One of my pet peeves is white text on a black background. It’s hard to read. As I get older, it gets harder to read. This week’s anonymous website review loves white on black. It’s a site for a cooking school in Northeastern US. And it works, even with that crazy text.
This cooking school has a very busy sight. Lots going on…live chat, rotating photos, tour option, action video, “Meet the Chef”, etc. It’s a lot to take in, but it’s also clear that the school is targeting under-25’s, which helps explain the frenetic feel. There’s a TON of information, for me an overwhelming amount, and it made me realize something.
This site ranks highly in Google. Part of that’s a function of the school’s renown, but this website does a lot right. My biggest problem with it is I have trouble reading it because of the white text and the abundance of data. For me it’s too much.
But I’m not the market. This site is geared toward potential students, and does a good job of laying out the features of the school. This is what you get, and this is what your experience will be like. All your questions answered.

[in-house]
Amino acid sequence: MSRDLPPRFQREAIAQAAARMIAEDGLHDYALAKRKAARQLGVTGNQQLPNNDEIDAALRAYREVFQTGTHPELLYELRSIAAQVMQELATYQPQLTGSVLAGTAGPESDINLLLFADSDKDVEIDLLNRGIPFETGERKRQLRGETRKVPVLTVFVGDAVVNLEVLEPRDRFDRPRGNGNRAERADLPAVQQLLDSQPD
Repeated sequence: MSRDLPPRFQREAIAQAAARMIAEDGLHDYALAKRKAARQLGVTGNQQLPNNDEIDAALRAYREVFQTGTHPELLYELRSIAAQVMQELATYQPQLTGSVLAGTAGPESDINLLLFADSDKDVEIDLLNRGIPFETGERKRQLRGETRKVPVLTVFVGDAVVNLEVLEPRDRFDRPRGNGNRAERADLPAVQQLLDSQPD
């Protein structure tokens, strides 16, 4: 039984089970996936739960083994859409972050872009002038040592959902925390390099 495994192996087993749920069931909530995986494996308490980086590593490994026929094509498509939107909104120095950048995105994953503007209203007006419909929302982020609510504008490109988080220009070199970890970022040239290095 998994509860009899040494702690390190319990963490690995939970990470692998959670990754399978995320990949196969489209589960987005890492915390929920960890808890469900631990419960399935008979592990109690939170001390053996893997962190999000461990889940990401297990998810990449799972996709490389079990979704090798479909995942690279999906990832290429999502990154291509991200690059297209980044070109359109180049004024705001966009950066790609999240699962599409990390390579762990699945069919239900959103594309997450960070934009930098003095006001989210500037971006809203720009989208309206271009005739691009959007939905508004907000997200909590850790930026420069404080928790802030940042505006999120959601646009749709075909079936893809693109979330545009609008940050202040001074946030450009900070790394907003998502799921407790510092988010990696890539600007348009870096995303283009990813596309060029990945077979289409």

But am I the market? This is an expensive school, one which parents will likely need to pay for. If I’m paying for my kids to go to school, I’d like to be able to access the information easily. But I can barely read the text!
Actually, I’m just a sub-market for this school – the checkwriter in this instance. It’s an important role, though, and there are a few elements I’d like to see emphasized if I were sending my child off. For example, after spending 150k, what kind of JOB can my kid get?
BOTTOM LINE: When you’re writing your website content, be very careful to identify and write for your market and any sub-markets. For example, fishing knives are men’s toys. But who do you think the primary buyer is? Their wives!
7 Deadly Mistakes of Website Content
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